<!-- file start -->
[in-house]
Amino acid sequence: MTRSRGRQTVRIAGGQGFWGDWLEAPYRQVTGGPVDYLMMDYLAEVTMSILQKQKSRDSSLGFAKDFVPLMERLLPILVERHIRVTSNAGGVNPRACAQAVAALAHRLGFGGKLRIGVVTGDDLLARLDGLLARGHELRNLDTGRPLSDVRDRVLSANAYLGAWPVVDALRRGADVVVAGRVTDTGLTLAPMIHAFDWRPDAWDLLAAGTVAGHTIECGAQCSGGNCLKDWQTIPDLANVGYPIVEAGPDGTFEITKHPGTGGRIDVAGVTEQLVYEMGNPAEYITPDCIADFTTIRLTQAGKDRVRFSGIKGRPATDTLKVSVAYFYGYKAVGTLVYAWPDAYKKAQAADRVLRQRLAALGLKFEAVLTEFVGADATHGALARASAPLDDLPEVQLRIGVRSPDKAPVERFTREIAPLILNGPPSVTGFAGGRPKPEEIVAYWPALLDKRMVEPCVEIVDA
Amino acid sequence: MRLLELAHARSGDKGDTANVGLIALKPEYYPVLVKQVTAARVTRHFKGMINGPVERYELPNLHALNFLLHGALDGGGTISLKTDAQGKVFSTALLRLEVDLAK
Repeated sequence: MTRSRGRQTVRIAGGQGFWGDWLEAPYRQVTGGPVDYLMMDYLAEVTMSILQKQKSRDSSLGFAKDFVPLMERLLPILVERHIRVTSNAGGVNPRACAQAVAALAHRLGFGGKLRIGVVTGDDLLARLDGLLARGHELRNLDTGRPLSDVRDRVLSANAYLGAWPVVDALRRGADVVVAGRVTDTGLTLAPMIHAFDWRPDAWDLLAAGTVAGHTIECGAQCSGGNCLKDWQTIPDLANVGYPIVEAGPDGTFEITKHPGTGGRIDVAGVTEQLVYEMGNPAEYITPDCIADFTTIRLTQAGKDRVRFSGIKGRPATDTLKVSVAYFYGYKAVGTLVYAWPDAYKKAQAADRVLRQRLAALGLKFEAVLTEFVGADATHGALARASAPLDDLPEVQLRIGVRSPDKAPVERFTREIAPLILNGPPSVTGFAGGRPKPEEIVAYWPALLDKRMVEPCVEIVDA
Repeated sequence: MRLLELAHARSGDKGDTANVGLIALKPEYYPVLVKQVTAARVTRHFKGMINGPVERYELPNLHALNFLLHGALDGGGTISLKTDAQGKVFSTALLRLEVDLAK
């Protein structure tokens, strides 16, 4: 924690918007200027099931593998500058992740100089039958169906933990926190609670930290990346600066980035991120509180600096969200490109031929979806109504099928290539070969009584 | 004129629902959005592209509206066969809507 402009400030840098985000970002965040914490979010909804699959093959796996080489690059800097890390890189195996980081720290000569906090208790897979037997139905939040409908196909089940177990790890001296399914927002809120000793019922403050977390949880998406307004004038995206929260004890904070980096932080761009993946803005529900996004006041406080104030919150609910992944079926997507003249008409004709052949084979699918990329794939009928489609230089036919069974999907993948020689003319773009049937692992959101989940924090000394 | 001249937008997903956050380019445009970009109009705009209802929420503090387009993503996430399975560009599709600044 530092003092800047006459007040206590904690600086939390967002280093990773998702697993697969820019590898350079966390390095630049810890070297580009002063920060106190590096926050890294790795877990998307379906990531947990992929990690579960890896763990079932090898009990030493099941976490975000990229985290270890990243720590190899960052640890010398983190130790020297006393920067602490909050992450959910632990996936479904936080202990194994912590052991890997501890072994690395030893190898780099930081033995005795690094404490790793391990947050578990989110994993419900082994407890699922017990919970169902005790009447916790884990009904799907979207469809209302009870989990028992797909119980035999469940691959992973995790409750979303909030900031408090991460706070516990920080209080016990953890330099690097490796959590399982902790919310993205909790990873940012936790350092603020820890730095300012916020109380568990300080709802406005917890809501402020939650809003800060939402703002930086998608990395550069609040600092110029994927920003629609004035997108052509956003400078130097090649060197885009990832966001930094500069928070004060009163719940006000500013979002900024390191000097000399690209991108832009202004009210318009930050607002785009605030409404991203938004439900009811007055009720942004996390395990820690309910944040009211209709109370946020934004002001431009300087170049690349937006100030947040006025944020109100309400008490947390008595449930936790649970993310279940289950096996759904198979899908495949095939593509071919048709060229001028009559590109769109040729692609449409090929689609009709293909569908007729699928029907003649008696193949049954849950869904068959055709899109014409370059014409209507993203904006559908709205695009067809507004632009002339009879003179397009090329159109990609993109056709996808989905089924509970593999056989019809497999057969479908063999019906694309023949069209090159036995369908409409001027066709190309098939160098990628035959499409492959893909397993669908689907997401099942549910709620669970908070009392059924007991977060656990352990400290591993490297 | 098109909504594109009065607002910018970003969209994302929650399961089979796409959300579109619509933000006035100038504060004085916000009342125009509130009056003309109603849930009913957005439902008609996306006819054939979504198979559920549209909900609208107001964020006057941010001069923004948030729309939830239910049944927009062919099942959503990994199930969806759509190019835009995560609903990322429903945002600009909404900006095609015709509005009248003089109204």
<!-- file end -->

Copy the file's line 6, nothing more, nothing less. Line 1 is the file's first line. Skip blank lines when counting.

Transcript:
């Protein structure tokens, strides 16, 4: 924690918007200027099931593998500058992740100089039958169906933990926190609670930290990346600066980035991120509180600096969200490109031929979806109504099928290539070969009584 | 004129629902959005592209509206066969809507 402009400030840098985000970002965040914490979010909804699959093959796996080489690059800097890390890189195996980081720290000569906090208790897979037997139905939040409908196909089940177990790890001296399914927002809120000793019922403050977390949880998406307004004038995206929260004890904070980096932080761009993946803005529900996004006041406080104030919150609910992944079926997507003249008409004709052949084979699918990329794939009928489609230089036919069974999907993948020689003319773009049937692992959101989940924090000394 | 001249937008997903956050380019445009970009109009705009209802929420503090387009993503996430399975560009599709600044 530092003092800047006459007040206590904690600086939390967002280093990773998702697993697969820019590898350079966390390095630049810890070297580009002063920060106190590096926050890294790795877990998307379906990531947990992929990690579960890896763990079932090898009990030493099941976490975000990229985290270890990243720590190899960052640890010398983190130790020297006393920067602490909050992450959910632990996936479904936080202990194994912590052991890997501890072994690395030893190898780099930081033995005795690094404490790793391990947050578990989110994993419900082994407890699922017990919970169902005790009447916790884990009904799907979207469809209302009870989990028992797909119980035999469940691959992973995790409750979303909030900031408090991460706070516990920080209080016990953890330099690097490796959590399982902790919310993205909790990873940012936790350092603020820890730095300012916020109380568990300080709802406005917890809501402020939650809003800060939402703002930086998608990395550069609040600092110029994927920003629609004035997108052509956003400078130097090649060197885009990832966001930094500069928070004060009163719940006000500013979002900024390191000097000399690209991108832009202004009210318009930050607002785009605030409404991203938004439900009811007055009720942004996390395990820690309910944040009211209709109370946020934004002001431009300087170049690349937006100030947040006025944020109100309400008490947390008595449930936790649970993310279940289950096996759904198979899908495949095939593509071919048709060229001028009559590109769109040729692609449409090929689609009709293909569908007729699928029907003649008696193949049954849950869904068959055709899109014409370059014409209507993203904006559908709205695009067809507004632009002339009879003179397009090329159109990609993109056709996808989905089924509970593999056989019809497999057969479908063999019906694309023949069209090159036995369908409409001027066709190309098939160098990628035959499409492959893909397993669908689907997401099942549910709620669970908070009392059924007991977060656990352990400290591993490297 | 098109909504594109009065607002910018970003969209994302929650399961089979796409959300579109619509933000006035100038504060004085916000009342125009509130009056003309109603849930009913957005439902008609996306006819054939979504198979559920549209909900609208107001964020006057941010001069923004948030729309939830239910049944927009062919099942959503990994199930969806759509190019835009995560609903990322429903945002600009909404900006095609015709509005009248003089109204």